1000 N. Alameda Street
Los Angeles, CA 90012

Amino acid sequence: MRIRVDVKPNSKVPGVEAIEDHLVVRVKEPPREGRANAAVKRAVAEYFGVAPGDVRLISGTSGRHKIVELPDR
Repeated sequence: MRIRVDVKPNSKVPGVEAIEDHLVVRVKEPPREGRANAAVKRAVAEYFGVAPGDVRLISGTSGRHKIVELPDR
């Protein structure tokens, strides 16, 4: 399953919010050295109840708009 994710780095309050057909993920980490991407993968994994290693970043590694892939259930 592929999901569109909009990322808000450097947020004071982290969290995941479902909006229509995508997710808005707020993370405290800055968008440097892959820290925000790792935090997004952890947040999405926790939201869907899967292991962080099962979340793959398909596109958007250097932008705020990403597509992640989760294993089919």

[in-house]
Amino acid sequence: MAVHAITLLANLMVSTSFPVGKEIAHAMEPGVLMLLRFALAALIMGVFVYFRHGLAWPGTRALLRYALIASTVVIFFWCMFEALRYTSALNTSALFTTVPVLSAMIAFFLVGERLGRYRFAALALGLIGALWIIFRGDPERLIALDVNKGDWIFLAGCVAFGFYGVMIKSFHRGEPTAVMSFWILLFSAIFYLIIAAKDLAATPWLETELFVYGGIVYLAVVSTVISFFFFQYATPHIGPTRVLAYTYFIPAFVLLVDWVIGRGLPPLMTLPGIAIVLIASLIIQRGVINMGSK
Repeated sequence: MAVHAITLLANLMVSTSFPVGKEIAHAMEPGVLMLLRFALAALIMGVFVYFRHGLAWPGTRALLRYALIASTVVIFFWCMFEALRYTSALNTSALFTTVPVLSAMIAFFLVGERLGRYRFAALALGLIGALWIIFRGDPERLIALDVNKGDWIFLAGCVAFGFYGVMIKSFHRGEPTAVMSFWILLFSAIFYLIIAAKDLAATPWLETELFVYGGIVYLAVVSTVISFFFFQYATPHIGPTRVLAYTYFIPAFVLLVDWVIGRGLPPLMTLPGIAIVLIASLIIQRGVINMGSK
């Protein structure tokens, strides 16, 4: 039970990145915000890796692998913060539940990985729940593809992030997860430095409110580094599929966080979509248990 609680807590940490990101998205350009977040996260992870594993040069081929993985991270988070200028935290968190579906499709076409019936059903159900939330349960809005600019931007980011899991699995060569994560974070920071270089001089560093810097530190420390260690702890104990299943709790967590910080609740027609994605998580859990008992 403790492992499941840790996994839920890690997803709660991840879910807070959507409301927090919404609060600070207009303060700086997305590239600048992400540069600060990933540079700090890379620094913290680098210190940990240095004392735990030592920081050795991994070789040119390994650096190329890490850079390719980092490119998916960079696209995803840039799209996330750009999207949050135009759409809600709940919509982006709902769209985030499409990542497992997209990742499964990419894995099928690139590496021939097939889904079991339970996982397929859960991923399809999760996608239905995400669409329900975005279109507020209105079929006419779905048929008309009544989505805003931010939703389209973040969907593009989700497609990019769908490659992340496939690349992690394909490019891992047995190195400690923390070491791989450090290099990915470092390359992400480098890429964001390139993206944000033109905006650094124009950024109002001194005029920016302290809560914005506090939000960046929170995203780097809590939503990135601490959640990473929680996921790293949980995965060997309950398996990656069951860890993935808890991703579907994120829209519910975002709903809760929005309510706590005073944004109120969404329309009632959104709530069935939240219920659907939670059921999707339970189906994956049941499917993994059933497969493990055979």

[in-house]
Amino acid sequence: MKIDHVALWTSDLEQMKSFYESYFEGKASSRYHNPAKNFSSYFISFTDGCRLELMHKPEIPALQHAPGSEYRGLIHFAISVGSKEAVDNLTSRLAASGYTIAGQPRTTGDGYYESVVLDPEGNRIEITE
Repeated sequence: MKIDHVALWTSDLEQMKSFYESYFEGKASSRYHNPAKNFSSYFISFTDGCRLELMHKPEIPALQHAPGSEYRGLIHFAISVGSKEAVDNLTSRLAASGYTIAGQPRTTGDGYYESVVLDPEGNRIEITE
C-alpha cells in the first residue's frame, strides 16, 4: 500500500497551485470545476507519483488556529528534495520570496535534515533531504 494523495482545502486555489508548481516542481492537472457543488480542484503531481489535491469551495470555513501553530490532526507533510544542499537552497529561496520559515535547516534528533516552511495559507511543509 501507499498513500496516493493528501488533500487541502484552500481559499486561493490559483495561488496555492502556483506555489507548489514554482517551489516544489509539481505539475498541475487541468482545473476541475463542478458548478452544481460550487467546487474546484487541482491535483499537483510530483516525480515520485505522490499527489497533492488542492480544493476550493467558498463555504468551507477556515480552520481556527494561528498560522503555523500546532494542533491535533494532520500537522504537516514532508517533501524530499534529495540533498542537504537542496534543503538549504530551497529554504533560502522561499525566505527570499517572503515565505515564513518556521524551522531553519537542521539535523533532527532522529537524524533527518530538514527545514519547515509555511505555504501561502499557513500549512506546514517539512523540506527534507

Since the early 1990s, American schools have adopted zero tolerance policies that mandated suspensions and even expulsions for drug or weapon possession and violence on school grounds. But studies have shown that increasing suspensions doesn’t reduce school violence and negatively affects student performance: Even a single suspension increases the possibility of a student dropping out. But what else can be done to combat pervasive problems like truancy, tardiness, defiance, and bullying—and to solve racial and gender disparities in how schools mete out justice? Educators are experimenting with alternative methods of discipline and misconduct prevention: rewarding positive behaviors, addressing underlying trauma or health problems, forming teen courts, and creating restorative justice programs that encourage students to take responsibility for their actions and develop empathy toward one another. What methods work best—and why? Carlos Castillo, coordinator of Roosevelt High School’s Teen Court, Maisie Chin, co-founder of South L.A.’s CADRE parents’ organization, and Walt Buster, founding director of the Central Valley Educational Leadership Institute, visit Zócalo to discuss how our schools can stop students from misbehaving and maybe even help them learn better in the process.